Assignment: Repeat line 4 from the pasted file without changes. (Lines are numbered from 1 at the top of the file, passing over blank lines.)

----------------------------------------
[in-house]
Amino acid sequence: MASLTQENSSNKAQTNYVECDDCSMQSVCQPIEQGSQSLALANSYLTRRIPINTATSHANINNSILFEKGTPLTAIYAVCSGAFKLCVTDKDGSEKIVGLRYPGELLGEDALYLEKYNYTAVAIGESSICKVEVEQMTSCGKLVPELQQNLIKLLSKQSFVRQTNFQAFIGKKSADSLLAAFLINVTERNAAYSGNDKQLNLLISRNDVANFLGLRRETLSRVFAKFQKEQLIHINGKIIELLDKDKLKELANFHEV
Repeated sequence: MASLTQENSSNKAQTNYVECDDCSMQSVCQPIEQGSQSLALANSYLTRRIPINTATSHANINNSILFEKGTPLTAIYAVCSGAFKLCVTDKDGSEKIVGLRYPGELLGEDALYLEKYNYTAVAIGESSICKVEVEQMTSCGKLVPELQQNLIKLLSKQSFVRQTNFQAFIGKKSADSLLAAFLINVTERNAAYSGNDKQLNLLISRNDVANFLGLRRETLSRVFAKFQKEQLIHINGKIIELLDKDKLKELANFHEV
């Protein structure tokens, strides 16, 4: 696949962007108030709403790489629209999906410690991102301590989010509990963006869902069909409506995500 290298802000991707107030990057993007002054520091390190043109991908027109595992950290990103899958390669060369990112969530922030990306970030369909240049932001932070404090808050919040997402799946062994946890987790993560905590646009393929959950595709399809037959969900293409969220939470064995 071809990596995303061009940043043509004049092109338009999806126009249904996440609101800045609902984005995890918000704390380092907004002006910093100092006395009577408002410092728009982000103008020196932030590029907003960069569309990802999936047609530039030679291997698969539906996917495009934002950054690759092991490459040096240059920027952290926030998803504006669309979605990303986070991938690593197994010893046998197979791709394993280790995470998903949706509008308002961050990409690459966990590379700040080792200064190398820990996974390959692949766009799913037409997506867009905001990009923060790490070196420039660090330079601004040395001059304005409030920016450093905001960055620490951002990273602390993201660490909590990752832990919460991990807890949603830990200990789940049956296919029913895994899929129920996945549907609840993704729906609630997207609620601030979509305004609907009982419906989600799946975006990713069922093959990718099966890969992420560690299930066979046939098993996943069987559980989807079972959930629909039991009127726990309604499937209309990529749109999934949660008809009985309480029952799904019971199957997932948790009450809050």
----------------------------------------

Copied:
């Protein structure tokens, strides 16, 4: 696949962007108030709403790489629209999906410690991102301590989010509990963006869902069909409506995500 290298802000991707107030990057993007002054520091390190043109991908027109595992950290990103899958390669060369990112969530922030990306970030369909240049932001932070404090808050919040997402799946062994946890987790993560905590646009393929959950595709399809037959969900293409969220939470064995 071809990596995303061009940043043509004049092109338009999806126009249904996440609101800045609902984005995890918000704390380092907004002006910093100092006395009577408002410092728009982000103008020196932030590029907003960069569309990802999936047609530039030679291997698969539906996917495009934002950054690759092991490459040096240059920027952290926030998803504006669309979605990303986070991938690593197994010893046998197979791709394993280790995470998903949706509008308002961050990409690459966990590379700040080792200064190398820990996974390959692949766009799913037409997506867009905001990009923060790490070196420039660090330079601004040395001059304005409030920016450093905001960055620490951002990273602390993201660490909590990752832990919460991990807890949603830990200990789940049956296919029913895994899929129920996945549907609840993704729906609630997207609620601030979509305004609907009982419906989600799946975006990713069922093959990718099966890969992420560690299930066979046939098993996943069987559980989807079972959930629909039991009127726990309604499937209309990529749109999934949660008809009985309480029952799904019971199957997932948790009450809050």